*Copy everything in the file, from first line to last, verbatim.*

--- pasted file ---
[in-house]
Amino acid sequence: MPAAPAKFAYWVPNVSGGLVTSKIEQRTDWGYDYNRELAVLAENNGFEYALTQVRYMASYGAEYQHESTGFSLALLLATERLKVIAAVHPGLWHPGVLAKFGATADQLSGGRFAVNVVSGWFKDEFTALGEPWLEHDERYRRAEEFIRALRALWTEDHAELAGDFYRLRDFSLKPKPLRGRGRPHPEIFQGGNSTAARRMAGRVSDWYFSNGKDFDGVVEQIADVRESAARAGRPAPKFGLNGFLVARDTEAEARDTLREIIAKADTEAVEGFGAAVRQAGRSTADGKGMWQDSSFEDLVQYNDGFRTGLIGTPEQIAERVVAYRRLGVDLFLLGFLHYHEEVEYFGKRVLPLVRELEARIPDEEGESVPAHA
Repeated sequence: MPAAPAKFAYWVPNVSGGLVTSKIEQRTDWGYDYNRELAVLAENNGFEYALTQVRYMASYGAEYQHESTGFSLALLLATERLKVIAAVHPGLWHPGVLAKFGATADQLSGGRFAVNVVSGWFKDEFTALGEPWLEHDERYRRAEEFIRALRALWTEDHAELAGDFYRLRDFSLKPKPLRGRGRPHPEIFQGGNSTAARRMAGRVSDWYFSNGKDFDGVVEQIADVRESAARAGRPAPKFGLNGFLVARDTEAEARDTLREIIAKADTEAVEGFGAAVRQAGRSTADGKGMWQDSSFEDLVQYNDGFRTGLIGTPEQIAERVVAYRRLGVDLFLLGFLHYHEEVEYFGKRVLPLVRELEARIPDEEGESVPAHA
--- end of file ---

[in-house]
Amino acid sequence: MPAAPAKFAYWVPNVSGGLVTSKIEQRTDWGYDYNRELAVLAENNGFEYALTQVRYMASYGAEYQHESTGFSLALLLATERLKVIAAVHPGLWHPGVLAKFGATADQLSGGRFAVNVVSGWFKDEFTALGEPWLEHDERYRRAEEFIRALRALWTEDHAELAGDFYRLRDFSLKPKPLRGRGRPHPEIFQGGNSTAARRMAGRVSDWYFSNGKDFDGVVEQIADVRESAARAGRPAPKFGLNGFLVARDTEAEARDTLREIIAKADTEAVEGFGAAVRQAGRSTADGKGMWQDSSFEDLVQYNDGFRTGLIGTPEQIAERVVAYRRLGVDLFLLGFLHYHEEVEYFGKRVLPLVRELEARIPDEEGESVPAHA
Repeated sequence: MPAAPAKFAYWVPNVSGGLVTSKIEQRTDWGYDYNRELAVLAENNGFEYALTQVRYMASYGAEYQHESTGFSLALLLATERLKVIAAVHPGLWHPGVLAKFGATADQLSGGRFAVNVVSGWFKDEFTALGEPWLEHDERYRRAEEFIRALRALWTEDHAELAGDFYRLRDFSLKPKPLRGRGRPHPEIFQGGNSTAARRMAGRVSDWYFSNGKDFDGVVEQIADVRESAARAGRPAPKFGLNGFLVARDTEAEARDTLREIIAKADTEAVEGFGAAVRQAGRSTADGKGMWQDSSFEDLVQYNDGFRTGLIGTPEQIAERVVAYRRLGVDLFLLGFLHYHEEVEYFGKRVLPLVRELEARIPDEEGESVPAHA